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Br J Sports Med 39:884-891 doi:10.1136/bjsm.2005.018069
  • Review

Yoga for anxiety: a systematic review of the research evidence

  1. G Kirkwood1,
  2. H Rampes2,
  3. V Tuffrey3,
  4. J Richardson4,
  5. K Pilkington5
  1. 1Research Council for Complementary Medicine, London, UK
  2. 2Barnet, Enfield & Haringey Mental Health NHS Trust, Northwest Community Mental Health Team, Edgware, Middlesex, UK
  3. 3School of Integrated Health, University of Westminster, London, UK
  4. 4Faculty of Health and Social Work, University of Plymouth, Plymouth, UK
  5. 5Research Council for Complementary Medicine, London, UK. School of Integrated Health, University of Westminster, London, UK
  1. Correspondence to:
 K Pilkington
 Research Council for Complementary Medicine (RCCM)/University of Westminster, c/o School of Integrated Health, University of Westminster, 115 New Cavendish Street, London W1W 6UW, UK; K.Pilkingtonwestminster.ac.uk
  • Accepted 20 June 2005

Abstract

Between March and June 2004, a systematic review was carried out of the research evidence on the effectiveness of yoga for the treatment of anxiety and anxiety disorders. Eight studies were reviewed. They reported positive results, although there were many methodological inadequacies. Owing to the diversity of conditions treated and poor quality of most of the studies, it is not possible to say that yoga is effective in treating anxiety or anxiety disorders in general. However, there are encouraging results, particularly with obsessive compulsive disorder. Further well conducted research is necessary which may be most productive if focused on specific anxiety disorders.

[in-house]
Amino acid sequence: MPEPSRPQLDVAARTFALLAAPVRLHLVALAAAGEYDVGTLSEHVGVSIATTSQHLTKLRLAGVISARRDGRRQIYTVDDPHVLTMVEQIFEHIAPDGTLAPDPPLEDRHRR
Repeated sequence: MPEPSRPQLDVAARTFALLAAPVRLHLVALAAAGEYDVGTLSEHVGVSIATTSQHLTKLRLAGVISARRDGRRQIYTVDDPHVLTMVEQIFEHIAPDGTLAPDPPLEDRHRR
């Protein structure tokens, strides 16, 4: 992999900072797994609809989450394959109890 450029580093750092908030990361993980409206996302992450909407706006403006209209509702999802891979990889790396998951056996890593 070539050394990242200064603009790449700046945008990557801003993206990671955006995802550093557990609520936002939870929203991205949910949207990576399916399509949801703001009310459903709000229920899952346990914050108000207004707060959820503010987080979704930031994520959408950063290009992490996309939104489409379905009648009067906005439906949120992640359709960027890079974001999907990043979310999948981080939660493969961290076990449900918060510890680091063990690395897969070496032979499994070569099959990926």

Footnotes

  • The NHS Priorities Project is funded by the Department of Health. The views and opinions expressed are those of the authors and do not necessarily reflect those of the Department of Health.

  • Competing interests: none declared